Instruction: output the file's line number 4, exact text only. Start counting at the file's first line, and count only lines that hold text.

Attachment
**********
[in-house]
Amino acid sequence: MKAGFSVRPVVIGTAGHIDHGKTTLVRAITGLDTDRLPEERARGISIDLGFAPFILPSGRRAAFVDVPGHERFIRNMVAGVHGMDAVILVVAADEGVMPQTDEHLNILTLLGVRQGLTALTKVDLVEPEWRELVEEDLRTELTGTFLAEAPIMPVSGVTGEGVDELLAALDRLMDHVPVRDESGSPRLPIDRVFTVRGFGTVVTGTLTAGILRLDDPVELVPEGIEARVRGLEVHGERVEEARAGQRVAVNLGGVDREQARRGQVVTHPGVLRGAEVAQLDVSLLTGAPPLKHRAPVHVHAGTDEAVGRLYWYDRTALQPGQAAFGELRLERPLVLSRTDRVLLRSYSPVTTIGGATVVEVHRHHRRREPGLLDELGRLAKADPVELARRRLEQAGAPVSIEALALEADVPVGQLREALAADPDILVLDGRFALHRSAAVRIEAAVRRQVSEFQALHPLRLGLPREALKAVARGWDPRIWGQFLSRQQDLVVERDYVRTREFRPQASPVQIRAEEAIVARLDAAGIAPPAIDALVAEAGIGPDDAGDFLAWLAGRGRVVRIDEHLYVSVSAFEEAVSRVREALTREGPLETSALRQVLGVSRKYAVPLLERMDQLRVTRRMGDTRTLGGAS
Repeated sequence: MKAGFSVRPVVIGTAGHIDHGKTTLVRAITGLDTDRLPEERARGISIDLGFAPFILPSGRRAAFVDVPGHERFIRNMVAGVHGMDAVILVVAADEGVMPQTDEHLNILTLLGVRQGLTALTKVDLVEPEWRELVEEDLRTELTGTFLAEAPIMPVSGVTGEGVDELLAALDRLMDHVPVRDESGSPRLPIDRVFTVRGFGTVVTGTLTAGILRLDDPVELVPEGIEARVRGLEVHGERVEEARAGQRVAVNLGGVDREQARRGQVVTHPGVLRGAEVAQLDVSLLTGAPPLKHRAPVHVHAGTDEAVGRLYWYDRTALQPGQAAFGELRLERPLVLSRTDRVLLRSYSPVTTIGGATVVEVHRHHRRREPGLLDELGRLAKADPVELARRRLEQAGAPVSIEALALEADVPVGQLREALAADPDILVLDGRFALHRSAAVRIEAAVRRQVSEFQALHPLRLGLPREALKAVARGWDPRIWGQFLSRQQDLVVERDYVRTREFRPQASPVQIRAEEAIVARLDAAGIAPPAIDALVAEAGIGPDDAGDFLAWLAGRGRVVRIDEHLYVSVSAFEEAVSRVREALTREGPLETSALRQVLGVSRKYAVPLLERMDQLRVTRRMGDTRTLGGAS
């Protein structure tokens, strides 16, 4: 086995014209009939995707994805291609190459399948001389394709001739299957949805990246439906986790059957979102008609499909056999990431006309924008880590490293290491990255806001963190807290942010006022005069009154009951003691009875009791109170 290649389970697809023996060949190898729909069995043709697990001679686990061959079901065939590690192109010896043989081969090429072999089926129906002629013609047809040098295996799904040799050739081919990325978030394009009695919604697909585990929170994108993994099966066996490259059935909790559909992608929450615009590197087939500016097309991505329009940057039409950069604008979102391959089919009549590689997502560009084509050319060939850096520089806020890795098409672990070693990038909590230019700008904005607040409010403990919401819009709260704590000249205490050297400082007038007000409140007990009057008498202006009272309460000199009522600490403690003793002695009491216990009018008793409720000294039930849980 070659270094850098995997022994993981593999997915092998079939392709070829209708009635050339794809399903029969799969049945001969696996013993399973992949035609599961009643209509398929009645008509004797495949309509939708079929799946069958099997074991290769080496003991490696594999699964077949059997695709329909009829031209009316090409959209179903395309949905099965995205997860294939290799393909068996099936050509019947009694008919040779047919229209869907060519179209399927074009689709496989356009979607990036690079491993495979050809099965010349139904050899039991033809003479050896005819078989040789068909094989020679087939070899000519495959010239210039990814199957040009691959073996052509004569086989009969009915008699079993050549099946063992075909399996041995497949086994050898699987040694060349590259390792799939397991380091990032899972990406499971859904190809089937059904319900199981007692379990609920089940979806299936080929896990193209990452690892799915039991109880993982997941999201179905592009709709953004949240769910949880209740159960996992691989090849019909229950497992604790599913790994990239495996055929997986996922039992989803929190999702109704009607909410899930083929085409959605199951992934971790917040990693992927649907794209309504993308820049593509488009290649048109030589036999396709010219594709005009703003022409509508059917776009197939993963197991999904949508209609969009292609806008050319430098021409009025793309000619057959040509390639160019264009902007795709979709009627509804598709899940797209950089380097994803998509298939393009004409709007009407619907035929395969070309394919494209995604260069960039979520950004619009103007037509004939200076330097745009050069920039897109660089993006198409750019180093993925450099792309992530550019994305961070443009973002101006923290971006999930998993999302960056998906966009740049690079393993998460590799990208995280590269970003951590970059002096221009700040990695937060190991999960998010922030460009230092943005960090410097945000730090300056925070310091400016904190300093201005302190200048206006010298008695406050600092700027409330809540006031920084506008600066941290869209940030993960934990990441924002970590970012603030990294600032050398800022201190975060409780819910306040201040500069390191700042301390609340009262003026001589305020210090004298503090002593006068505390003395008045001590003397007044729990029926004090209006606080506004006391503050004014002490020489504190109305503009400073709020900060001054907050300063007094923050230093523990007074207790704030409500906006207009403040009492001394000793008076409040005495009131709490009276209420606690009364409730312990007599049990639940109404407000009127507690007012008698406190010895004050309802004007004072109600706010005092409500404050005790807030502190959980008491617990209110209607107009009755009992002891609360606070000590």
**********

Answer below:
């Protein structure tokens, strides 16, 4: 086995014209009939995707994805291609190459399948001389394709001739299957949805990246439906986790059957979102008609499909056999990431006309924008880590490293290491990255806001963190807290942010006022005069009154009951003691009875009791109170 290649389970697809023996060949190898729909069995043709697990001679686990061959079901065939590690192109010896043989081969090429072999089926129906002629013609047809040098295996799904040799050739081919990325978030394009009695919604697909585990929170994108993994099966066996490259059935909790559909992608929450615009590197087939500016097309991505329009940057039409950069604008979102391959089919009549590689997502560009084509050319060939850096520089806020890795098409672990070693990038909590230019700008904005607040409010403990919401819009709260704590000249205490050297400082007038007000409140007990009057008498202006009272309460000199009522600490403690003793002695009491216990009018008793409720000294039930849980 070659270094850098995997022994993981593999997915092998079939392709070829209708009635050339794809399903029969799969049945001969696996013993399973992949035609599961009643209509398929009645008509004797495949309509939708079929799946069958099997074991290769080496003991490696594999699964077949059997695709329909009829031209009316090409959209179903395309949905099965995205997860294939290799393909068996099936050509019947009694008919040779047919229209869907060519179209399927074009689709496989356009979607990036690079491993495979050809099965010349139904050899039991033809003479050896005819078989040789068909094989020679087939070899000519495959010239210039990814199957040009691959073996052509004569086989009969009915008699079993050549099946063992075909399996041995497949086994050898699987040694060349590259390792799939397991380091990032899972990406499971859904190809089937059904319900199981007692379990609920089940979806299936080929896990193209990452690892799915039991109880993982997941999201179905592009709709953004949240769910949880209740159960996992691989090849019909229950497992604790599913790994990239495996055929997986996922039992989803929190999702109704009607909410899930083929085409959605199951992934971790917040990693992927649907794209309504993308820049593509488009290649048109030589036999396709010219594709005009703003022409509508059917776009197939993963197991999904949508209609969009292609806008050319430098021409009025793309000619057959040509390639160019264009902007795709979709009627509804598709899940797209950089380097994803998509298939393009004409709007009407619907035929395969070309394919494209995604260069960039979520950004619009103007037509004939200076330097745009050069920039897109660089993006198409750019180093993925450099792309992530550019994305961070443009973002101006923290971006999930998993999302960056998906966009740049690079393993998460590799990208995280590269970003951590970059002096221009700040990695937060190991999960998010922030460009230092943005960090410097945000730090300056925070310091400016904190300093201005302190200048206006010298008695406050600092700027409330809540006031920084506008600066941290869209940030993960934990990441924002970590970012603030990294600032050398800022201190975060409780819910306040201040500069390191700042301390609340009262003026001589305020210090004298503090002593006068505390003395008045001590003397007044729990029926004090209006606080506004006391503050004014002490020489504190109305503009400073709020900060001054907050300063007094923050230093523990007074207790704030409500906006207009403040009492001394000793008076409040005495009131709490009276209420606690009364409730312990007599049990639940109404407000009127507690007012008698406190010895004050309802004007004072109600706010005092409500404050005790807030502190959980008491617990209110209607107009009755009992002891609360606070000590």